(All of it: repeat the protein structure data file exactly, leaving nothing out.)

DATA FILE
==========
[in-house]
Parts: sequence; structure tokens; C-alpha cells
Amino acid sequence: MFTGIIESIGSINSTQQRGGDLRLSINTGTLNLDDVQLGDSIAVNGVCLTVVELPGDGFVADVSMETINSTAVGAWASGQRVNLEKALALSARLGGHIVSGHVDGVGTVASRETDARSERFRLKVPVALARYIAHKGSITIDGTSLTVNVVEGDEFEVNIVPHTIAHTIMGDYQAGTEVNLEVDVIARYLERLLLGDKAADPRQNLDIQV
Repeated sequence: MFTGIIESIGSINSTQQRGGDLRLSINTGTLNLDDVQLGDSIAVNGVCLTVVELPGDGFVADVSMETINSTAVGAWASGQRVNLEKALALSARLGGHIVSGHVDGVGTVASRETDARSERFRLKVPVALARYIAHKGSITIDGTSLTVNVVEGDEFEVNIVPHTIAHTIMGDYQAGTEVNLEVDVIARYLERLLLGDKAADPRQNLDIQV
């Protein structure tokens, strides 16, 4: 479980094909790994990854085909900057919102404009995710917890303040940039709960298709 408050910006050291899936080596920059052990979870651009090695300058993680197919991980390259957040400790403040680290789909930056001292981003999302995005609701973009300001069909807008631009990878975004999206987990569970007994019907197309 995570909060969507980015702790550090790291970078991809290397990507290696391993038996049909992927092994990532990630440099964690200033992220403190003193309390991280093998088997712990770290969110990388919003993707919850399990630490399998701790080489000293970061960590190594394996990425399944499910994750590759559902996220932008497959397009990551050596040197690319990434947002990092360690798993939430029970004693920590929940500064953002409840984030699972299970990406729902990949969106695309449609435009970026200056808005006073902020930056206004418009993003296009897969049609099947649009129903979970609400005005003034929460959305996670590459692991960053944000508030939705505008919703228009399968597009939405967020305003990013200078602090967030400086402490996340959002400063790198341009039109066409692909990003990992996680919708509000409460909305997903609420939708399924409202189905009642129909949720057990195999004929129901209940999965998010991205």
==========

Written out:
[in-house]
Parts: sequence; structure tokens; C-alpha cells
Amino acid sequence: MFTGIIESIGSINSTQQRGGDLRLSINTGTLNLDDVQLGDSIAVNGVCLTVVELPGDGFVADVSMETINSTAVGAWASGQRVNLEKALALSARLGGHIVSGHVDGVGTVASRETDARSERFRLKVPVALARYIAHKGSITIDGTSLTVNVVEGDEFEVNIVPHTIAHTIMGDYQAGTEVNLEVDVIARYLERLLLGDKAADPRQNLDIQV
Repeated sequence: MFTGIIESIGSINSTQQRGGDLRLSINTGTLNLDDVQLGDSIAVNGVCLTVVELPGDGFVADVSMETINSTAVGAWASGQRVNLEKALALSARLGGHIVSGHVDGVGTVASRETDARSERFRLKVPVALARYIAHKGSITIDGTSLTVNVVEGDEFEVNIVPHTIAHTIMGDYQAGTEVNLEVDVIARYLERLLLGDKAADPRQNLDIQV
């Protein structure tokens, strides 16, 4: 479980094909790994990854085909900057919102404009995710917890303040940039709960298709 408050910006050291899936080596920059052990979870651009090695300058993680197919991980390259957040400790403040680290789909930056001292981003999302995005609701973009300001069909807008631009990878975004999206987990569970007994019907197309 995570909060969507980015702790550090790291970078991809290397990507290696391993038996049909992927092994990532990630440099964690200033992220403190003193309390991280093998088997712990770290969110990388919003993707919850399990630490399998701790080489000293970061960590190594394996990425399944499910994750590759559902996220932008497959397009990551050596040197690319990434947002990092360690798993939430029970004693920590929940500064953002409840984030699972299970990406729902990949969106695309449609435009970026200056808005006073902020930056206004418009993003296009897969049609099947649009129903979970609400005005003034929460959305996670590459692991960053944000508030939705505008919703228009399968597009939405967020305003990013200078602090967030400086402490996340959002400063790198341009039109066409692909990003990992996680919708509000409460909305997903609420939708399924409202189905009642129909949720057990195999004929129901209940999965998010991205």